Polycystic Ovarian Syndrome: How dietary intervention can help

1135_female_sex_iconPolycystic ovarian syndrome, also known as PCOS, has been a common problem that I have come across here in the Middle East. It affects women of reproductive age (between late adolescence & menopause) and is characterised by a combination of problems:

  • Irregular periods (usually less frequent)
  • Acne
  • Excess body or facial hair
  • Obesity – most commonly abdominal obesity
  • High insulin levels

The cause remains unclear as to why women may develop PCOS but it could be a mixture of both environmental and genetic factors. PCOS can run in families where there is often a history of type 2 diabetes. Lifestyle factors include unhealthy eating (i.e. high intake of fats, processed foods and refined sugars) & lack of physical activity. One factor that is quite common in women with PCOS is the abnormal functioning of insulin, where insulin levels in the blood become high. Insulin resistance usually develops where the body does not respond appropriately to insulin and in order to compensate for the resistance, the body produces more insulin.

Diagnosis of PCOS includes obtaining a thorough medical history, an ultrasound and a blood test that measures hormone levels in the blood. Confirmation of a diagnosis requires the following characteristics:

  • Polycystic ovaries found on an ultrasound of the ovaries.
  • Irregular and often infrequent periods. When they do occur, they may be very heavy or painful.
  • Increased male hormone production. Normally, the ovaries produce large amounts of the female hormone oestrogen & lesser amounts of the male hormone testosterone. In PCOS, testosterone levels are often mildly increased. The effects of the male hormones is usually noticed on the skin such as acne and excess body hair.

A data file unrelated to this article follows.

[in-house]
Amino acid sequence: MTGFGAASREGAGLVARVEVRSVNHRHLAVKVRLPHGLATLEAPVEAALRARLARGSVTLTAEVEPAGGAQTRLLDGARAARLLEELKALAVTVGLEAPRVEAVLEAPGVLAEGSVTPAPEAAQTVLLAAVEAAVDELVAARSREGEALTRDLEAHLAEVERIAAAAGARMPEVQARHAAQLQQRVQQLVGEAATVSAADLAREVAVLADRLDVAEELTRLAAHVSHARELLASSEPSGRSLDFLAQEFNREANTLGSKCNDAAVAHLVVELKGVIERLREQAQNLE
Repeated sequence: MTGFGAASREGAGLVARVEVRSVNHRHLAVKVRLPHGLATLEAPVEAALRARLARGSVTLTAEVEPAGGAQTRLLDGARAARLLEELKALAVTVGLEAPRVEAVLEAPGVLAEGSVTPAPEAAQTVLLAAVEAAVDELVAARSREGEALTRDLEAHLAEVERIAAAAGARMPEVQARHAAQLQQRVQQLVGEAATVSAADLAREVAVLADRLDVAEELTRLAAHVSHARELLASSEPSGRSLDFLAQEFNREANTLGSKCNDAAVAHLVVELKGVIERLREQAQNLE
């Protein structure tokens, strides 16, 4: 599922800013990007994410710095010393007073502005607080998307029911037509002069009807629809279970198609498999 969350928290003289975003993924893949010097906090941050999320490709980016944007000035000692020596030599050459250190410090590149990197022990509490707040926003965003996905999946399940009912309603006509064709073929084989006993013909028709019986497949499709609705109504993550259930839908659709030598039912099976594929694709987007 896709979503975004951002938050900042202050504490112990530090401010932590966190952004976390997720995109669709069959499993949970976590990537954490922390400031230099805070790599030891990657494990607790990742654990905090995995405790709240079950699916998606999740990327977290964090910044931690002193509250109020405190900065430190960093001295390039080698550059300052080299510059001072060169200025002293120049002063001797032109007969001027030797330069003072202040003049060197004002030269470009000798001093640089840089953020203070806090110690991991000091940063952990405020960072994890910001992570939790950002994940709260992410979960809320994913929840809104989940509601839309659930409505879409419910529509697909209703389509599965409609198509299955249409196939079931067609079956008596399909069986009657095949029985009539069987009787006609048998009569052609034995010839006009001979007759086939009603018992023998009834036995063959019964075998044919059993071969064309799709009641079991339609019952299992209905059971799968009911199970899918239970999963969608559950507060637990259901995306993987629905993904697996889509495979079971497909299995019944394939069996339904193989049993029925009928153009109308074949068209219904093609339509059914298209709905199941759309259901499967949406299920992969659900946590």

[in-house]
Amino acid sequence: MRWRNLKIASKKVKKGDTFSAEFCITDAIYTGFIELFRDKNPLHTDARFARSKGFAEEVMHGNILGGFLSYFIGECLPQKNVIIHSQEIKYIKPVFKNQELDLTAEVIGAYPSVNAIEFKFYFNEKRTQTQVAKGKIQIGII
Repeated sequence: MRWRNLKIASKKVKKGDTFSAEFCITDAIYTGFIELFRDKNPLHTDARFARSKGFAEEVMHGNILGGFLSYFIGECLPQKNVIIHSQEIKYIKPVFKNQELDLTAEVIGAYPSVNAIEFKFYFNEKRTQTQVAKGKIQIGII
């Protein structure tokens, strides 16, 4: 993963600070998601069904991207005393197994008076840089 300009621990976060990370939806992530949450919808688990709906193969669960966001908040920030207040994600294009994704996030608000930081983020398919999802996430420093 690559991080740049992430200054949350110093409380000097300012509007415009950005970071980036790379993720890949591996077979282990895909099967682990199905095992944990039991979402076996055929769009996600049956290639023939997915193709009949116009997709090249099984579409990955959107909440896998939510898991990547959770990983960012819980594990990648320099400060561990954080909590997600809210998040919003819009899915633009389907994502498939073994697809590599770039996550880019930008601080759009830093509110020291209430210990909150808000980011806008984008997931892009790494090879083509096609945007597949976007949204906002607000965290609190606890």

The following are a list of symptoms experienced by women diagnosed with PCOS:

  • Acne
  • Excess body or facial hair
  • Unexplained fatigue
  • Low blood glucose levels (hypoglycaemia after meals, which causes sweating, a lightheaded feeling, sudden fatigue or butterflies in the tummy)
  • Excess weight (body fat) around the waist
  • Infertility
  • Mood swings

Not all women will experience all symptoms. Improving your diet and exercise program by making lifestyle changes may reduce your risk for developing chronic diseases associated with PCOS such as diabetes, heart disease and endometrial cancer.

 What would treatment include?

Management of PCOS involves a number of factors which include medication and lifestyle changes. The medication that may be prescribed by a doctor is metformin (glucophage) which helps increase insulin sensitivity. It works by reducing the amount of glucose produced by the liver and increasing the ability of body cells to absorb glucose.

Is there a special diet  for PCOS?

Currently there is no scientific evidence to support one particular diet for PCOS. Evidence-based recommendations suggest that women with PCOS should focus on balance and moderation. This also includes Low GI carbohydrates which help maintain blood sugar control. The key lifestyle changes to embark on are the following: